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Do Our Gadgets Really Threaten Airplanes?

Do Our Gadgets Really Threaten Airplanes

Electronic devices and airplanes.  Is there a risk?  Do our gadgets really threaten aviation safety?

Anyone who’s flown in the past 20 years knows that the reminder to turn off your cell phones is more standard than peanuts on airplanes.

Back in 1991, the Federal Aviation Administration began a policy of prohibiting the use of personal electronics during takeoffs and landings.

The move was mostly motivated by anecdotal reports from flight crews that electronic devices affected an airplane’s navigation equipment or disrupted communication between the cockpit and the ground.

But do we take it seriously?

The Wall Street Journal recently recently conducted an online survey of American adults who have flown in the past year.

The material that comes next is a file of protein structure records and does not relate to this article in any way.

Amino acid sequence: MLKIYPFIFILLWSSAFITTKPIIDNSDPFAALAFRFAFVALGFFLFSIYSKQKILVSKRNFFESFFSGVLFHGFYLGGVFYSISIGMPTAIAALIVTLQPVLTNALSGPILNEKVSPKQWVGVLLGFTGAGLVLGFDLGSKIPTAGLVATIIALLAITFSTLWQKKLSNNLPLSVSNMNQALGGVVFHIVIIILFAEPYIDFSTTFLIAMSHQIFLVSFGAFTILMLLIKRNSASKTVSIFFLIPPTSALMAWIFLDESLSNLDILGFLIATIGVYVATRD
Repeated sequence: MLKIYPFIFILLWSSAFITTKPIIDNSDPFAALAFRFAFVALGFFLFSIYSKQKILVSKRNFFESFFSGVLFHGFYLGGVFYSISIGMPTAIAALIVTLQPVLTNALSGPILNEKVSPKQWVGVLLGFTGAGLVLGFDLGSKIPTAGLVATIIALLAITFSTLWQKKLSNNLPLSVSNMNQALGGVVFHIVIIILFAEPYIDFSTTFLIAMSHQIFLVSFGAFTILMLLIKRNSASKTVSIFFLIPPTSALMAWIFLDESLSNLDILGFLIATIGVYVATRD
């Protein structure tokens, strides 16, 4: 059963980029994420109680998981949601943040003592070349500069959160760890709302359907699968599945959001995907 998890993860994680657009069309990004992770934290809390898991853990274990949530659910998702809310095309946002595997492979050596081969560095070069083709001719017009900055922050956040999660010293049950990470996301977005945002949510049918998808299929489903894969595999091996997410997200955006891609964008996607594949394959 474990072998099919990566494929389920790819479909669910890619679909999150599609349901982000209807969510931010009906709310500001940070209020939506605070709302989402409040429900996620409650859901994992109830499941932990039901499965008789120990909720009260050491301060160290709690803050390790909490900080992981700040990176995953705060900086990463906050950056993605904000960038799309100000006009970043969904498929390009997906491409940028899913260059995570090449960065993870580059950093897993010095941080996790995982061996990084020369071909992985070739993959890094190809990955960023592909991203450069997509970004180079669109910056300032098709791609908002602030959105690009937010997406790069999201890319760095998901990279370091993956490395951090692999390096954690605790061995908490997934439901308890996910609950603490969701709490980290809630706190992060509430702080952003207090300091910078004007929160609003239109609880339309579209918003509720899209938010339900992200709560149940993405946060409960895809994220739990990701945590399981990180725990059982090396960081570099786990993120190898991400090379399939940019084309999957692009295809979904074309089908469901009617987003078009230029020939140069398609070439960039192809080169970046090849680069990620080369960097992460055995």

They found that 40% said they didn’t turn off their phones completely during takeoff and landing on their most recent flight.

More than 7% left their phones on completely, with the Wi-Fi active.

And 2% straight up used their phones when they weren’t supposed to.  (Think Alec Baldwin and Words With Friends.)

That means that on an average-size U.S. domestic flight with 78 passengers, about 30 of them will leave their phone on.

Not very comforting, is it?

The good news is that if personal electronics were really as dangerous as the FAA rules suggest, flights would be disrupted all the time.  But we just don’t see that.

But in this ever-connected world, where everyone has a cell phone, laptop, tablet, e-reader, or all of the above, it’s more important than ever to do your part to comply with the regulations every time you step into an airplane.